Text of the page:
Animal–Human Relationships in Medieval Iceland: from farm-settlement to sagas

Review by Bernadette McCooey

Animals as animals is the main premise of this work, as all too often animals are reduced to their economic or social significance, both in the literary and archaeological record. Thankfully, this refreshing approach to early medieval Iceland, from the 9th century to about the 13th century, places domestic animals in the multisensory, multispecies communities that made up farm households. This book is not an overview of all animal–human interactions, but a focused study that permits the close examination of animals as living creatures.

The first chapter introduces Evans Tang’s multidisciplinary approach, and provides a good understanding of the interplay of archaeological and literary evidence in the study of the settlement of Iceland. The need for examining animal–human relations is made clear by illustrating how animals were ‘intelligent actors’ in farm households.

The next chapter focuses on two farm sites, Vatnsfjörður and Sveigakot. Evans Tang offers an insightful interpretation of the sites with a keen understanding of animal–human processes, such as movement for milking and feeding, with spatial and visual analysis of the interconnectedness of the sites. The reader is also guided through the sometimes-confusing evidence of Sveigakot and its rapid reorganisation.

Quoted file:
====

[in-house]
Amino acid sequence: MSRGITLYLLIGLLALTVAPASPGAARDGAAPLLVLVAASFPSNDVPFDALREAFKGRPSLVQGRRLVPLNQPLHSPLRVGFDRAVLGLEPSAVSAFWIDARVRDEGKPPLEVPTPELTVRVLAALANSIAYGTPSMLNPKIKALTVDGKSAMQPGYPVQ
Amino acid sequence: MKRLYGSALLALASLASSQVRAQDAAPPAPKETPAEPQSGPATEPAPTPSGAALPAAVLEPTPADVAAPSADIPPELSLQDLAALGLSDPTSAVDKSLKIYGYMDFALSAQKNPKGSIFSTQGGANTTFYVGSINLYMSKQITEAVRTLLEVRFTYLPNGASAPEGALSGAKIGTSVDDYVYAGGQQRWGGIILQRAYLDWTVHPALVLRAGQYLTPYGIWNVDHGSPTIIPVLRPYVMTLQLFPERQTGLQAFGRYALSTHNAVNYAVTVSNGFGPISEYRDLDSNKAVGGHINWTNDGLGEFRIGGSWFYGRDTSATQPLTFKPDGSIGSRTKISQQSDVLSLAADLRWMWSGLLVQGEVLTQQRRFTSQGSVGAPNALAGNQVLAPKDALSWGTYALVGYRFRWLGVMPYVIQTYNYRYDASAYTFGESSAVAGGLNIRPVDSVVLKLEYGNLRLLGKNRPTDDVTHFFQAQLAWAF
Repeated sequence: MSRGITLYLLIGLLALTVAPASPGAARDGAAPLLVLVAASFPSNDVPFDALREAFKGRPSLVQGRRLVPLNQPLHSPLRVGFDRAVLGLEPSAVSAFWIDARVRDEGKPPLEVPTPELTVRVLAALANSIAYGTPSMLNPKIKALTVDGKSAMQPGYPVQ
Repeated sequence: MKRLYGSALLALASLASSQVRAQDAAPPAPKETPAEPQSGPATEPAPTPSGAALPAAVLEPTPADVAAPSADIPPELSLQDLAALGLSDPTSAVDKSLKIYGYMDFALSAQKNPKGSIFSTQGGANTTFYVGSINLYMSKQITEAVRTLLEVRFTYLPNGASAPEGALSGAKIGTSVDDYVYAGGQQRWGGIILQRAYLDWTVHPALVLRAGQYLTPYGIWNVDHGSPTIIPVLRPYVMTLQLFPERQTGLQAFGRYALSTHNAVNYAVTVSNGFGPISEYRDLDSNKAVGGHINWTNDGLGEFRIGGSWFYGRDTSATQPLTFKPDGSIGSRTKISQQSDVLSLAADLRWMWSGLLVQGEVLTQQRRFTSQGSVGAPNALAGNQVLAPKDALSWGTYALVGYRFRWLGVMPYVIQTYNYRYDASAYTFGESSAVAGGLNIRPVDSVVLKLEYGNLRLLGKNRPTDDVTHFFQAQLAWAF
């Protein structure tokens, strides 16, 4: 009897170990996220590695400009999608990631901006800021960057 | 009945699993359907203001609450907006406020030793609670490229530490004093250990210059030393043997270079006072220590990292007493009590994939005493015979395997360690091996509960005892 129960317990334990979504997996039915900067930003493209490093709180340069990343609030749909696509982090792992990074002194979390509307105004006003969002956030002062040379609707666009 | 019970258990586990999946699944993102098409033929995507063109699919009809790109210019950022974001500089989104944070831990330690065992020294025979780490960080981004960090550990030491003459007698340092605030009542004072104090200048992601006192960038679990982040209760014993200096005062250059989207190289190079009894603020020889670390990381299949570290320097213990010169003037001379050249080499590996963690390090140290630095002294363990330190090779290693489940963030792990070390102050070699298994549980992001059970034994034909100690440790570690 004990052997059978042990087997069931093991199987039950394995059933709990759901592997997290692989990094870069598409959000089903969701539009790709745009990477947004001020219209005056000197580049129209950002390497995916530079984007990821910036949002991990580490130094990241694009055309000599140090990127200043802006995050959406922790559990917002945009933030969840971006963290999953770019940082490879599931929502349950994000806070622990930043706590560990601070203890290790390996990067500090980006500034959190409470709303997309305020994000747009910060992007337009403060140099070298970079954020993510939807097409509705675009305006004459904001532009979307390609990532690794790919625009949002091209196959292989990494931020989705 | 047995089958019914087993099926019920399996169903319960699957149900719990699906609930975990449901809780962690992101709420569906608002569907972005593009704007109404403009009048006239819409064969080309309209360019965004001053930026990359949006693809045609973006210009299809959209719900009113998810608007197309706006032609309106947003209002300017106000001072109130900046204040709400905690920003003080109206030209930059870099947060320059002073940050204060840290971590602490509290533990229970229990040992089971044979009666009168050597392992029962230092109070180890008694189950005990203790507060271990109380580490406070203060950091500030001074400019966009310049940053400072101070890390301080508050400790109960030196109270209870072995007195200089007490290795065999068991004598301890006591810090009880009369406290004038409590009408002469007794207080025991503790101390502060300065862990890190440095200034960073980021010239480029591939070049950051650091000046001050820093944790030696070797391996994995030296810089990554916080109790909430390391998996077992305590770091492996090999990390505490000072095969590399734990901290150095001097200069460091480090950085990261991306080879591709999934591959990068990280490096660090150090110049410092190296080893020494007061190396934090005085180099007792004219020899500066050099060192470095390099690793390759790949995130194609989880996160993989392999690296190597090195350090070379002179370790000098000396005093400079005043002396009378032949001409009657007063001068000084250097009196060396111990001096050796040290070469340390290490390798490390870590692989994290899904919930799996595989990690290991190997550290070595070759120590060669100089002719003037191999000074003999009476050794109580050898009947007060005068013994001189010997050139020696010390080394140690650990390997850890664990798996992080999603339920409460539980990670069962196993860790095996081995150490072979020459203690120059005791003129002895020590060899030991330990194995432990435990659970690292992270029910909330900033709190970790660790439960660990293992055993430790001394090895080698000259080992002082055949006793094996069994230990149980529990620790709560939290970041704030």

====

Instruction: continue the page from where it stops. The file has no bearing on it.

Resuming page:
The legal compilation known as Grágás (or Grey Goose Laws) is the subject of the following chapter, which emphasises the importance of milk-producing livestock, and argues that those who cared for livestock should be viewed as skilled workers, as opposed to the lowly status assigned to them in the saga material. The laws were there to regulate animal–human relationships, to give protection and demand consequences from those, both animal and human, who transgressed them.

The Íslendingasögur (the Sagas of Icelanders) are the source of the next chapter. The close attention paid to words used in portraying animal– human relationships offers alternative readings of well-known characters: for example, Hrafnkell and his horse Freyfaxi, the dog Sámr, and Grettir’s changing relationship with animals.

The penultimate chapter shows how domestic animals and fodder were the foundation of households in Iceland, and how to injure the animals or land was to attack the viability of the household itself. Danger could also come from within the household, as the animals that sustained the farm could damage it, too. The inclusion of modern animal behavioural knowledge illustrates the logic behind some of the actions of both animals and humans when animals stepped outside their designated spaces.

The concluding chapter makes clear the need for examining animal–human relations. Animals are ‘more than just middens’ in the archaeological record, or passive beings to add detail to or advance the sagas. They were living beings who were active in creating and maintaining – both physically and conceptually – the medieval Icelandic farms that they occupied.

Evans Tang contributes a new perspective on how livestock and humans lived together, which will interest anyone who wishes to know more about animal–human interactions in medieval Iceland and possibly beyond.

Animal–Human Relationships in Medieval Iceland: from farm-settlement to sagas 
Harriet J Evans Tang
Boydell & Brewer, £60
ISBN 978-1843846437